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Navigating the complexities of drug charges in Georgia

On Behalf of | Dec 19, 2023 | Criminal Defense |

Getting arrested for a drug offense in Georgia can be a shocking and frightening experience. People sometimes end up accused of a crime that they had no intention of committing. The situations that could lead to someone’s surprise arrest include police officers finding something in a vehicle or apartment during a search.

The average person suddenly facing criminal charges will feel overwhelmed by the situation and uncertain of what to do next. All too often, people make the major mistake of pleading guilty because they think that is the simplest solution. Those recently arrested and facing allegations of a controlled substances violation in Georgia may need help navigating the criminal justice system.

What steps to someone need to take when responding to drug-related charges in Georgia?

Make sense of the specific charge

The first step when deciding how to respond to a criminal allegation in Georgia is to learn about the specific charge. Certain possession offenses might be misdemeanor offenses, but other situations could lead to felony charges.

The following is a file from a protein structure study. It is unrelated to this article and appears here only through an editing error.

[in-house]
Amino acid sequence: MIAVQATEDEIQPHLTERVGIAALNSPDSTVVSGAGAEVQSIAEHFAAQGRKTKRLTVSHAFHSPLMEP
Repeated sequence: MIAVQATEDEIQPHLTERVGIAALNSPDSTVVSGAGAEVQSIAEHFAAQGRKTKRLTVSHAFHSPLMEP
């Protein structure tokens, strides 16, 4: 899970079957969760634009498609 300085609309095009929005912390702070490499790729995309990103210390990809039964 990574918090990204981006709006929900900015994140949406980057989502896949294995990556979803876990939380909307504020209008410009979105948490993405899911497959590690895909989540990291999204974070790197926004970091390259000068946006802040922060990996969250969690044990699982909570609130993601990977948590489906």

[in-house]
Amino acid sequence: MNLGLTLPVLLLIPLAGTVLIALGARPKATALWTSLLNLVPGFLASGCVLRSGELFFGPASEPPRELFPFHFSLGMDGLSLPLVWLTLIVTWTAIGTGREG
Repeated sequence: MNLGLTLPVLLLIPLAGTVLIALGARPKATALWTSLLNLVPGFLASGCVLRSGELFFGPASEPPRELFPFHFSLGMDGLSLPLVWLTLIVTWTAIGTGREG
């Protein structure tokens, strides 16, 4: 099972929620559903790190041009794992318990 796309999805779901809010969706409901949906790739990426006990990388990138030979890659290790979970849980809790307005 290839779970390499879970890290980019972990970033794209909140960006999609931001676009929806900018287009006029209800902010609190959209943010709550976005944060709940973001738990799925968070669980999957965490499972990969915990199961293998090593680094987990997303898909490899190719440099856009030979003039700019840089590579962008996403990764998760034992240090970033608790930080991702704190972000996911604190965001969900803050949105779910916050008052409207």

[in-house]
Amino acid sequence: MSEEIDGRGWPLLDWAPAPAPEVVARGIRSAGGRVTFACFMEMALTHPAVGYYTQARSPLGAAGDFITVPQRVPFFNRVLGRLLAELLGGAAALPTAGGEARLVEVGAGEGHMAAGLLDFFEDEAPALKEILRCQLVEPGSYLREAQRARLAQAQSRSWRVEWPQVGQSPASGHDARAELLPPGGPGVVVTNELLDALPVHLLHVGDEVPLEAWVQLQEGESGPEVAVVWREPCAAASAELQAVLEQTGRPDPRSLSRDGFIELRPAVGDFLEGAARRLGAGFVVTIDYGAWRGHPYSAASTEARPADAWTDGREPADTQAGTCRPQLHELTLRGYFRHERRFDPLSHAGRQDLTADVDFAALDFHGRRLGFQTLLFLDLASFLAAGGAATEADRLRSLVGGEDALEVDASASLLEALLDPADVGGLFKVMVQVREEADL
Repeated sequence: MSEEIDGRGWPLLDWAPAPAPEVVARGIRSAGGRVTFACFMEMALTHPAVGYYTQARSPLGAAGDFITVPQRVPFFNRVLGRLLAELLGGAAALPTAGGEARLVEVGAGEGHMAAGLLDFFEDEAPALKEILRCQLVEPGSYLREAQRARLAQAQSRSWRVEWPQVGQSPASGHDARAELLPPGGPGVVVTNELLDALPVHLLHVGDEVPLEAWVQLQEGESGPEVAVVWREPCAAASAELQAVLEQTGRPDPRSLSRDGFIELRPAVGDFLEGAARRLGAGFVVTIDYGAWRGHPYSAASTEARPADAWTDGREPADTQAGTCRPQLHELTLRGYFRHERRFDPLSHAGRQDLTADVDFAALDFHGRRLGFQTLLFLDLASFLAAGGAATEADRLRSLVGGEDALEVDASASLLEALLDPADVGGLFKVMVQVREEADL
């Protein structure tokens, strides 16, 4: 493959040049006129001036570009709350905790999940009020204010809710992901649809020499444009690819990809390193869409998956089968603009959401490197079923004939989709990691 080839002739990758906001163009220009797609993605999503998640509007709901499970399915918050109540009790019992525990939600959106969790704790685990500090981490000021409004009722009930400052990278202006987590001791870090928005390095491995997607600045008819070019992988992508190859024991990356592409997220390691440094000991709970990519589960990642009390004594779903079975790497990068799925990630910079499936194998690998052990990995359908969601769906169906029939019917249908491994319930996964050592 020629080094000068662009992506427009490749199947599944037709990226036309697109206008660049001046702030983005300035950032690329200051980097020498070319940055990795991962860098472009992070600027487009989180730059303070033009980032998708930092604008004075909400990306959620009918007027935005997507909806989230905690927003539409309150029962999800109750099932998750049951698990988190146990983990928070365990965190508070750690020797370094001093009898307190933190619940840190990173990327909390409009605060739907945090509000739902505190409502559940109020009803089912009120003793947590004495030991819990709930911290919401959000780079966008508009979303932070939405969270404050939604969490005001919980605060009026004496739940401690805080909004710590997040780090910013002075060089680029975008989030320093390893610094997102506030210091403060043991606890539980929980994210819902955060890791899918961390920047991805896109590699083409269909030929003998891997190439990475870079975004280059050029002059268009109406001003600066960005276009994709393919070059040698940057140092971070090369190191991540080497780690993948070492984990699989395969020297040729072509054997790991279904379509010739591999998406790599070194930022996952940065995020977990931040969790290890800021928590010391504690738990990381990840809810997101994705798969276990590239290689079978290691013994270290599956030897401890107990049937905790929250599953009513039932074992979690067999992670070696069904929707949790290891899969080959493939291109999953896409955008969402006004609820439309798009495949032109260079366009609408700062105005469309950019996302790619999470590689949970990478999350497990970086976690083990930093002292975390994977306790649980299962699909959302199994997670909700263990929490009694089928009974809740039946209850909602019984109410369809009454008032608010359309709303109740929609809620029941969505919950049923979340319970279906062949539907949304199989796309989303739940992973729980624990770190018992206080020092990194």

Possessing a large amount of drugs or an assortment of different substances, for example, might lead to allegations of possession with intent or drug trafficking charges. Manufacturing and distributing drugs could leave far more serious charges and more significant penalties. Certain drugs, like fentanyl, are currently subject to more scrutiny and harsher enforcement because of their association with overdoses.

Review the state’s evidence

People often feel hopeless when accused of a crime because they don’t realize that the state may not have a very strong case against them. The evidence could be largely circumstantial. Other times, the evidence might not hold up in court because police violated the law while collecting it. A careful review of the state’s evidence can help an individual determine what defense strategy might work in their case.

Connect with professional advocacy

Even someone who already understands the law relatively well may not be their own best advocate during a criminal trial. People’s nerves and emotions impact how they speak to others and how they appear in court. Someone who is anxiously or angrily protesting on their own behalf could alienate jurors and make mistakes that could have a major impact on the outcome of their case. Individuals who consult with defense attorneys often have a more realistic idea of their options for defending against charges. They will also have guidance about how to best present themselves in court and prepare for their trial.

Instead of trying to manage everything on their own while learning about a very complex criminal justice matter, they can rely on the educational support and advocacy available by seeking legal guidance. Seeking legal guidance is, therefore, generally very wise.